Genetic Testing For Sephardic Jews Faces Reluctant Community

Screening for Muscle Ailment Provides Alternate Model

Breaking Taboo;  Dr. William Warren Brien (left), former mayor of Beverly Hills, at the annual Neuromuscular Disease Foundation Gala with Carolyn Yashari Becher, executive director of NDF, which funds HIBM research and seeks to raise awareness about genetic disease in Sephardic communities.
Neuromuscular Disease Foundation
Breaking Taboo; Dr. William Warren Brien (left), former mayor of Beverly Hills, at the annual Neuromuscular Disease Foundation Gala with Carolyn Yashari Becher, executive director of NDF, which funds HIBM research and seeks to raise awareness about genetic disease in Sephardic communities.

By Anne Cohen

Published August 11, 2013, issue of August 16, 2013.
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Because there is no cure or treatment for HIBM, potential carriers are reluctant to get tested, knowing the outcome is eventually the loss of important muscle function and a wheelchair-bound existence. “You know what’s coming, and in that moment you know there’s nothing you can do to stop it,” Jennifer, now 38 and a mother of two children, said about the disease. “With HIBM, you are constantly having to mourn new losses and look ahead at the future. You can’t ever fully mourn it because it’s always changing.”

A recently launched clinical trial by Ultragenyx Pharmaceutical may offer light at the end of what is now a very dark tunnel. The Ultragenyx trial is a double-blind study of 46 participants, testing the potential of sialic acid on muscle activity. Though the study, conducted in coordination with experts in Japan and Israel, is still in the second stage of a three-phase trial, an interim analysis after 24 weeks showed some improvement in muscle strength, particularly in the upper extremities. No changes were noted in the lower extremities.

“The reality of it is that these things are developments,” explained John Ditton, vice president at Ultragenyx. “What we’re trying to do with HIBM is say ‘Let’s put one foot forward here.’”

Still, the best bet for eradicating the disease remains genetic counseling and prenatal screening, which allow carriers and affected people options and awareness.

Several large medical institutions — one in Israel, one in Los Angeles and one in New York — offer prenatal testing for HIBM and certain other so-called Sephardic or Mizrachi Jewish genetic diseases. Prior to 2010, any tests for HIBM had to be sent to Hadassah Hospital in Israel, where Dr. Zohar Argov first identified the condition. Later, together with Dr. Stella Mitrani-Rosenbaum, Argov also identified the specific gene mutation that caused the condition.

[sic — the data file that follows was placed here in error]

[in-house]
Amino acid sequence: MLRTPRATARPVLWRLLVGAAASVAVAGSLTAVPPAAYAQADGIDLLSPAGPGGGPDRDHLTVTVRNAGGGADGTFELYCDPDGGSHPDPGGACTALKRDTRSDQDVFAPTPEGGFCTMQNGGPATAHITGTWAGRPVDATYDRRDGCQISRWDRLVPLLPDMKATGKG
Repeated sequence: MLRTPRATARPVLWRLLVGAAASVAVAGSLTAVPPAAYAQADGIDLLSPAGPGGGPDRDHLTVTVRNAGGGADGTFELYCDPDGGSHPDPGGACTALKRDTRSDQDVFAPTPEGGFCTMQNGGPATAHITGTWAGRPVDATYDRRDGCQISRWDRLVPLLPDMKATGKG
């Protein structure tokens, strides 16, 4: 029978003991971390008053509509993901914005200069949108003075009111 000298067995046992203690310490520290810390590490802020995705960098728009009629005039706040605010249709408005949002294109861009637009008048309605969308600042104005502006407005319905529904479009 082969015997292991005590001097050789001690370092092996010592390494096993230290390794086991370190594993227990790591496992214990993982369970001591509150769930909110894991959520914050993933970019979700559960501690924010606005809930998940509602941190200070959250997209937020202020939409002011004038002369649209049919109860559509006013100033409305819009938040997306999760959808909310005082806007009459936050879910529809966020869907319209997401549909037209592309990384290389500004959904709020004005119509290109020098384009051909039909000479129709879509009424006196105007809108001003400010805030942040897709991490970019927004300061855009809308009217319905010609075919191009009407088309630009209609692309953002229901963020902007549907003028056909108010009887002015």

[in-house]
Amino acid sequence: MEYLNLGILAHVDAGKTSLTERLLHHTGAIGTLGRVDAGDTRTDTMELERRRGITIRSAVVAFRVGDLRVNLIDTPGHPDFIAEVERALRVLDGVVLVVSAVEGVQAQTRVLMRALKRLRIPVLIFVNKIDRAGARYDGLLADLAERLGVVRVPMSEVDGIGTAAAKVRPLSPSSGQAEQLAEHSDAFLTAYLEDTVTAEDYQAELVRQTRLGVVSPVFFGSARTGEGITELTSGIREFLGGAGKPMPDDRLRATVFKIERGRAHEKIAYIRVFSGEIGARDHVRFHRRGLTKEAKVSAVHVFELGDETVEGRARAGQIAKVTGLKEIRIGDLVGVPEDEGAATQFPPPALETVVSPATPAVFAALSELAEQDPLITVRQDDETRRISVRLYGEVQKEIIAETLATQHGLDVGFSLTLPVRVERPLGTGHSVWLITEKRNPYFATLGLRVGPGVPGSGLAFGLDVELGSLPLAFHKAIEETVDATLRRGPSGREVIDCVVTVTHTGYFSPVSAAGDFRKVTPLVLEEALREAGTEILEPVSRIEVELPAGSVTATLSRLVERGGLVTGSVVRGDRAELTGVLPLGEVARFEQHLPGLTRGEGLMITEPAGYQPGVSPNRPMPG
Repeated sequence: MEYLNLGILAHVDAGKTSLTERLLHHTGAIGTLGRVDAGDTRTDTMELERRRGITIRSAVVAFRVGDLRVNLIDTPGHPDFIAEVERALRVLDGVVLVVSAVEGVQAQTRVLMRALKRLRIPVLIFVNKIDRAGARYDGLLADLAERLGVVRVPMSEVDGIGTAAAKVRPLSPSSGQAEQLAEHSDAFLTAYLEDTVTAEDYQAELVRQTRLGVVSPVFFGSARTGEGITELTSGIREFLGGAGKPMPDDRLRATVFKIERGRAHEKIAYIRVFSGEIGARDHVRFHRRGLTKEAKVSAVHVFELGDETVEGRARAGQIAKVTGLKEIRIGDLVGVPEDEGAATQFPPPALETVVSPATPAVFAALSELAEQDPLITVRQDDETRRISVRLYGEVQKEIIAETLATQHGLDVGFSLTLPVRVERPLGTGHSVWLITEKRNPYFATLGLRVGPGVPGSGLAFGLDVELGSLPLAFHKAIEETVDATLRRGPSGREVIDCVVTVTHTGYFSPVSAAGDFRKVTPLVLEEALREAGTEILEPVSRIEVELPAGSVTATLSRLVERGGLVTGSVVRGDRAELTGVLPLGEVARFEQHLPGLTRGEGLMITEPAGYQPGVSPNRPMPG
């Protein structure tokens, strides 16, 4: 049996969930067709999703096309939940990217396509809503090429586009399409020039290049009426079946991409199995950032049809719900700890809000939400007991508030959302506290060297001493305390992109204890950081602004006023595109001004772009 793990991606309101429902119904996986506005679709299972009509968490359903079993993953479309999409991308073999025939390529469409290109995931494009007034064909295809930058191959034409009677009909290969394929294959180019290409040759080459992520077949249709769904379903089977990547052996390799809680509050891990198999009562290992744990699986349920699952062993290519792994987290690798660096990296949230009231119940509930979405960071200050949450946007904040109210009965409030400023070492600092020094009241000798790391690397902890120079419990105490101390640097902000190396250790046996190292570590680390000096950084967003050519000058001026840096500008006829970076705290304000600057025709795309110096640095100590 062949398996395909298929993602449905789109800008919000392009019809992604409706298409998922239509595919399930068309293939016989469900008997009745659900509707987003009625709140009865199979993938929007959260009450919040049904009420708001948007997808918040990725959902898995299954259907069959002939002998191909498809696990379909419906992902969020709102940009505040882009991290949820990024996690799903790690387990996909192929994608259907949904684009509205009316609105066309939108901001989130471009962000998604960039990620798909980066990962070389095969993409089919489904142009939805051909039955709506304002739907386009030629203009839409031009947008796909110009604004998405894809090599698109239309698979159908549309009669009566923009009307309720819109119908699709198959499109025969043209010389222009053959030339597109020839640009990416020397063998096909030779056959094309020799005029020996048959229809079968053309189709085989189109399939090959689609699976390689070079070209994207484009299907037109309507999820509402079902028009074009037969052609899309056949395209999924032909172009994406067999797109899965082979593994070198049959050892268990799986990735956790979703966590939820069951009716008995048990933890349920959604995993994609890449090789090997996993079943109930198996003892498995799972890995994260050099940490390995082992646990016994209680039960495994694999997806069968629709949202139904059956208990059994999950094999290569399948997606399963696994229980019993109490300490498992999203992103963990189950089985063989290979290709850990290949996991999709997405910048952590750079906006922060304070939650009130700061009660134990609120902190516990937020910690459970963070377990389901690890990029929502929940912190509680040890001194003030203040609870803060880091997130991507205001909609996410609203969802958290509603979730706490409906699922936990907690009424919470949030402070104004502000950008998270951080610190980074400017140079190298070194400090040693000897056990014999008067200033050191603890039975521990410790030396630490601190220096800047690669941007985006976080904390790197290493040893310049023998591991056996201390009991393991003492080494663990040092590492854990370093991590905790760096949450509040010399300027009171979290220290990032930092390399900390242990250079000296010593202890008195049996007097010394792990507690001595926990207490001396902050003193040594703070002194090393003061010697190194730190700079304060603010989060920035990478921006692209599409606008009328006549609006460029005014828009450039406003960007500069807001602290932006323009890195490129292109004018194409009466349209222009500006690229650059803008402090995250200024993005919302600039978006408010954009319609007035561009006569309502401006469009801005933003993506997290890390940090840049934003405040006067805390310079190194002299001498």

Argov discovered the disease by chance in 1979, when as a young doctor he saw a patient who supposedly had muscular dystrophy. He found the man in a wheelchair, with his granddaughter sitting on his extended legs — an unlikely position for someone with that condition. Intrigued, Argov started hunting for similar cases. “The more I looked, the more I found. I noted that more and more of these people have this unique phenomenon and they’re all Persian Jews.”

In 1994 he joined forces with Mitrani-Rosenbaum, and in 2001 her lab discovered the gene mutations causing the condition. Then, Argov noted something peculiar: Researchers in other countries had documented similar cases, without connecting the dots. “It turned out that it’s not unique to Persian Jews,” he said. “It exists worldwide with other mutations.”

In 2006, Jennifer’s mother founded the Neuromuscular Disease Foundation to raise awareness of HIBM and fund research. In 2012, the foundation gave $200,000, raised through its annual gala, to Argov and Mitrani-Rosenbaum’s lab.

Yet comprehensive screening for the disease has been slow in coming. In 2009, Cedars-Sinai Hospital in Los Angeles launched a pilot program to test people for four recessive diseases that are found at elevated frequencies among Jews from Iran.

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